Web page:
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11/01/2011

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Tony

I am a 2010 graduate of a regionally strong law school rated by US News in the mid-first tier. Fortunately, I had a couple of small firm offers coming out of school, and have been practicing since.

That said, my loans are sizable, and given my family size (4), paying down the debt on my salary is difficult. I thought about the personal economics of legal education while in school, and especially now that I have graduated. With the benefit of hindsight, I believe that a plan focused on the first year could benefit all students.

Given the emphasis placed on first-year grades in terms of recruitment of larger to mid-size firms, not to mention law review and other "important" extra curriculars, I suggest that the first year serve as a "trial" period. For those who escape first-year in the top 25-33%, they continue on to finish law school. A promotion if you will. For the bottom 75-66%, well, they're shown the door, but are saved significant debt over those two years in a highly competitive job market.

Are there some in that bottom group who could still be successful attorneys? Absolutely. But those folks will also likely succeed in other endeavors as well for reasons having nothing to do with legal education. The result will be fewer lawyers entering the profession, increasing the likelihood of those folks landing jobs as lawyers. Also, it could provide law schools with some much needed PR in terms of proactivity in a tough economy.

This will of course never happen because law schools need the tuition dollars of the bottom 75-66% to keep its bloated rolls paid.

Steven Lichtman

(I'm cross-posting here; this comment also appears on Bill's post, but I realized that it's a direct response to Karen's first question and probably ought to go here.)

I have a suggestion for how law schools should retool their curricula, based on the remark made at this year's NAPLA meeting (an observation that has been independently repeated in this forum) that today's law graduates need to be more "entrpreneurial."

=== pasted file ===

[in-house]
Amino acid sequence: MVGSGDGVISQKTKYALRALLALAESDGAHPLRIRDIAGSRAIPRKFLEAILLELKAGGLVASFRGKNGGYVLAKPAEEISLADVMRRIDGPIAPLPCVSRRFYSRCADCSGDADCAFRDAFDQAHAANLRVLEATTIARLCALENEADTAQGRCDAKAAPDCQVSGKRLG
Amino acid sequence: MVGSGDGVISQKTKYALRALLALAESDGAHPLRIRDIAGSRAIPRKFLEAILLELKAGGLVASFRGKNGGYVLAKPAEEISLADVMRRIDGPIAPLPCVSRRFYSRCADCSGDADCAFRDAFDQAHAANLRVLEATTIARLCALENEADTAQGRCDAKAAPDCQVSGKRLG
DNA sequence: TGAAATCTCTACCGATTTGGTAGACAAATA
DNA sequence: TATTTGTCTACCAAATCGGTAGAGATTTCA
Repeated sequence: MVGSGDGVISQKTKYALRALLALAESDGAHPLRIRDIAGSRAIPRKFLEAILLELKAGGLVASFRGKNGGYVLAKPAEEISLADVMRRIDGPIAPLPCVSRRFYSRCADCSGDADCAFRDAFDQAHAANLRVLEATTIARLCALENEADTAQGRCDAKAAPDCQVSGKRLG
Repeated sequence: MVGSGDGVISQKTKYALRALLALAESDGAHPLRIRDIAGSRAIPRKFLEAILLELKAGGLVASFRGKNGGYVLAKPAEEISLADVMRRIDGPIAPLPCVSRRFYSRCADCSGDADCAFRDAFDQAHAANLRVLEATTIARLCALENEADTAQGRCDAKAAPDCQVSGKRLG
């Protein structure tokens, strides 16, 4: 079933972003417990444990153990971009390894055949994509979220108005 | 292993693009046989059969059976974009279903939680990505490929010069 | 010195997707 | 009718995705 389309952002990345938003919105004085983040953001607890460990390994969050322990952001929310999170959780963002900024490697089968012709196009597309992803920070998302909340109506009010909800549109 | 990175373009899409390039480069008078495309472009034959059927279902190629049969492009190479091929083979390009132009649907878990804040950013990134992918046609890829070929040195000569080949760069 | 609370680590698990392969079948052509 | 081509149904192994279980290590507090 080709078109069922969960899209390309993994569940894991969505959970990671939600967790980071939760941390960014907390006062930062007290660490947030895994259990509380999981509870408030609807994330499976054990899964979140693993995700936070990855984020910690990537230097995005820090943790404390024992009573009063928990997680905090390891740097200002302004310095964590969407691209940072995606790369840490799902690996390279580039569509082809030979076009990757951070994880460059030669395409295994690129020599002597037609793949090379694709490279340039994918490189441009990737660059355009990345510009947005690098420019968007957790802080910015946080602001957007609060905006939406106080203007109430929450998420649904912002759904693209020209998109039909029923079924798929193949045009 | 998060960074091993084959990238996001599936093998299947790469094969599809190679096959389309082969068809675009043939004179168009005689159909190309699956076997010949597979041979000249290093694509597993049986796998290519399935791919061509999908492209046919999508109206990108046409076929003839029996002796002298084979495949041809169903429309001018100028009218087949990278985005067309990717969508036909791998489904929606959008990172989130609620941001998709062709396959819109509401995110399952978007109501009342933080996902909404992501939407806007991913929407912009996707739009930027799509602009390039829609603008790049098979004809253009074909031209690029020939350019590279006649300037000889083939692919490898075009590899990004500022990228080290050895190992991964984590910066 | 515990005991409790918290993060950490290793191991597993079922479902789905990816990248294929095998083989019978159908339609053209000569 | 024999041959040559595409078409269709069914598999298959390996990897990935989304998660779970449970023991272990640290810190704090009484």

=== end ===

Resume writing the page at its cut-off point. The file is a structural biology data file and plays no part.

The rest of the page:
Fine. If that's what the field wants, then law schools need to start offering classes in Managing Business Relationships, where they teach skills such as networking, rainmaking, client interaction ... the kinds of things that get taught in business schools as a matter of course.

This is different from so-called "skills training" that only focuses on how to argue a case, negotiate a settlement (and other typical "clinical" skills). I'm not saying that those skills can be dumped - nor am I saying that the bar-prepration of the first-year courseload needs to be abandoned, either. But if entrepreneurial attributes are required to be hired in this new paradigm, then entrepreneural skills must be taught.

Steven Lichtman, J.D., Ph.D.
Associate Professor of Political Science and Pre-Law Advisor
Shippensburg University

Barbara Seville

"How should law schools change?"

At least half of them should simply shut up shop forthwith.

Corey Johanningmeier

In one of Ralph Nader's books he talks about the fact that over 80% of the students at Harvard Law start(ed) their 1L year with aspirations to enter public law, but over 80% of Harvard Law graduates go into private law firm careers.

Given the elitism of the profession, the second percentage is attainable at... optimistically... less than ten law schools.

Every other law school (and perhaps some of the ten), should consciously force themselves to imagine their ideal graduate as someone who will enter government service at GS-12 level, or join or start a small firm and earn a five figure salary. The school should price itself in such a way that its new ideal graduate can repay cost of attendance in ten years. Alternatively, as Barbara suggests, they should shut up shop.